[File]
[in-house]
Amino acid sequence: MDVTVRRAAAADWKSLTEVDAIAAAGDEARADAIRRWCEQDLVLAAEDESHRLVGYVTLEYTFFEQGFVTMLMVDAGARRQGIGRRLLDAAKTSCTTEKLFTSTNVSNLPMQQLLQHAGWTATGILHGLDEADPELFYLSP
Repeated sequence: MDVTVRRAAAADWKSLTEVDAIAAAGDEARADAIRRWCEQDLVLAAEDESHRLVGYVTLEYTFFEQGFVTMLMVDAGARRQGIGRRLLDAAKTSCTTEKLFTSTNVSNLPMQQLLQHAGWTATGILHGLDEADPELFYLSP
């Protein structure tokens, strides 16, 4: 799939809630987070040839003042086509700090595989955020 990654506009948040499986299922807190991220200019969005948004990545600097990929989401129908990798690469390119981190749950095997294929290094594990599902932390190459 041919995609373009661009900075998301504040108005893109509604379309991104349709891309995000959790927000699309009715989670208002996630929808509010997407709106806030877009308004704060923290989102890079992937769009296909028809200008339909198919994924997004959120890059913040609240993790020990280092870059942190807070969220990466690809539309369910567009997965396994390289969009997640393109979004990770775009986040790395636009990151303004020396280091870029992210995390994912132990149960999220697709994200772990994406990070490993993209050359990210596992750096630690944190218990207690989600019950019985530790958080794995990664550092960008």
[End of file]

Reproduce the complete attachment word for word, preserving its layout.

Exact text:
[in-house]
Amino acid sequence: MDVTVRRAAAADWKSLTEVDAIAAAGDEARADAIRRWCEQDLVLAAEDESHRLVGYVTLEYTFFEQGFVTMLMVDAGARRQGIGRRLLDAAKTSCTTEKLFTSTNVSNLPMQQLLQHAGWTATGILHGLDEADPELFYLSP
Repeated sequence: MDVTVRRAAAADWKSLTEVDAIAAAGDEARADAIRRWCEQDLVLAAEDESHRLVGYVTLEYTFFEQGFVTMLMVDAGARRQGIGRRLLDAAKTSCTTEKLFTSTNVSNLPMQQLLQHAGWTATGILHGLDEADPELFYLSP
């Protein structure tokens, strides 16, 4: 799939809630987070040839003042086509700090595989955020 990654506009948040499986299922807190991220200019969005948004990545600097990929989401129908990798690469390119981190749950095997294929290094594990599902932390190459 041919995609373009661009900075998301504040108005893109509604379309991104349709891309995000959790927000699309009715989670208002996630929808509010997407709106806030877009308004704060923290989102890079992937769009296909028809200008339909198919994924997004959120890059913040609240993790020990280092870059942190807070969220990466690809539309369910567009997965396994390289969009997640393109979004990770775009986040790395636009990151303004020396280091870029992210995390994912132990149960999220697709994200772990994406990070490993993209050359990210596992750096630690944190218990207690989600019950019985530790958080794995990664550092960008």